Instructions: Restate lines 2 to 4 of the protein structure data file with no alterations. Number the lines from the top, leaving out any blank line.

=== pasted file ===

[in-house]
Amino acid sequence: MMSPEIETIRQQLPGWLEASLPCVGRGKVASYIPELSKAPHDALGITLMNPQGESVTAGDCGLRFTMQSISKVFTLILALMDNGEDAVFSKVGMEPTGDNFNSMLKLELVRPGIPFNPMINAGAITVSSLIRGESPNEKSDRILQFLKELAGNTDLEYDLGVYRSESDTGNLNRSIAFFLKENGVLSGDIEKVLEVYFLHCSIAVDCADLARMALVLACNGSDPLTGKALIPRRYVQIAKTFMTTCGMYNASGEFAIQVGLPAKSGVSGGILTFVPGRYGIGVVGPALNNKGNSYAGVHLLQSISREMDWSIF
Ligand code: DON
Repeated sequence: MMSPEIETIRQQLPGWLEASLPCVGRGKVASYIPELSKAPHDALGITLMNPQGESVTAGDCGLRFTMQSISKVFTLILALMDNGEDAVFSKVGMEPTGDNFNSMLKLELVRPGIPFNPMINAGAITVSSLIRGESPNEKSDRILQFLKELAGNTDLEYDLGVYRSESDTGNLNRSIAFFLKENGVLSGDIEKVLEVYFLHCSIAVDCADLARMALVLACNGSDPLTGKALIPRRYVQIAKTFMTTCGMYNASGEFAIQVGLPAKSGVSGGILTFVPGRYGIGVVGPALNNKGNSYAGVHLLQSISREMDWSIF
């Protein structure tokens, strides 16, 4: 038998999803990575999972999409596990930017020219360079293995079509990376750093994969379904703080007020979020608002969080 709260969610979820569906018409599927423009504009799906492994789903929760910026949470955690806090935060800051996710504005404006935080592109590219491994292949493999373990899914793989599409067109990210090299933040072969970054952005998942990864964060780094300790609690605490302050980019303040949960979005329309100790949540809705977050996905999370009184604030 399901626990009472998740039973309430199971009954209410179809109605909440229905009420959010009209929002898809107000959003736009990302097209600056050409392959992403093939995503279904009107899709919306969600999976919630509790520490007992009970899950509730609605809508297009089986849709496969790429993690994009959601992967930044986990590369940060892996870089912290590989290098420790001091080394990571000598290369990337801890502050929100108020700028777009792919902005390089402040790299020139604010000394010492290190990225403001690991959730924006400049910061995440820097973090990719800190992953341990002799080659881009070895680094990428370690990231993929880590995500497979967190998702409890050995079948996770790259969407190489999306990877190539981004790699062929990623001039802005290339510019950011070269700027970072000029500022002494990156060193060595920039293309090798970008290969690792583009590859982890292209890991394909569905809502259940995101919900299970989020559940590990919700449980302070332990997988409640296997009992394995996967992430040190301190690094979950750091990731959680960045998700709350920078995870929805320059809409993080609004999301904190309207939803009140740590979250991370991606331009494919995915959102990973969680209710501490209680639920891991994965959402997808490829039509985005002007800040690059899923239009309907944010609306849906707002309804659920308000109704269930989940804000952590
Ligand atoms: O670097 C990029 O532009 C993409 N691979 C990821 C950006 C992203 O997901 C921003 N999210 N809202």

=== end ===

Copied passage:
Amino acid sequence: MMSPEIETIRQQLPGWLEASLPCVGRGKVASYIPELSKAPHDALGITLMNPQGESVTAGDCGLRFTMQSISKVFTLILALMDNGEDAVFSKVGMEPTGDNFNSMLKLELVRPGIPFNPMINAGAITVSSLIRGESPNEKSDRILQFLKELAGNTDLEYDLGVYRSESDTGNLNRSIAFFLKENGVLSGDIEKVLEVYFLHCSIAVDCADLARMALVLACNGSDPLTGKALIPRRYVQIAKTFMTTCGMYNASGEFAIQVGLPAKSGVSGGILTFVPGRYGIGVVGPALNNKGNSYAGVHLLQSISREMDWSIF
Ligand code: DON
Repeated sequence: MMSPEIETIRQQLPGWLEASLPCVGRGKVASYIPELSKAPHDALGITLMNPQGESVTAGDCGLRFTMQSISKVFTLILALMDNGEDAVFSKVGMEPTGDNFNSMLKLELVRPGIPFNPMINAGAITVSSLIRGESPNEKSDRILQFLKELAGNTDLEYDLGVYRSESDTGNLNRSIAFFLKENGVLSGDIEKVLEVYFLHCSIAVDCADLARMALVLACNGSDPLTGKALIPRRYVQIAKTFMTTCGMYNASGEFAIQVGLPAKSGVSGGILTFVPGRYGIGVVGPALNNKGNSYAGVHLLQSISREMDWSIF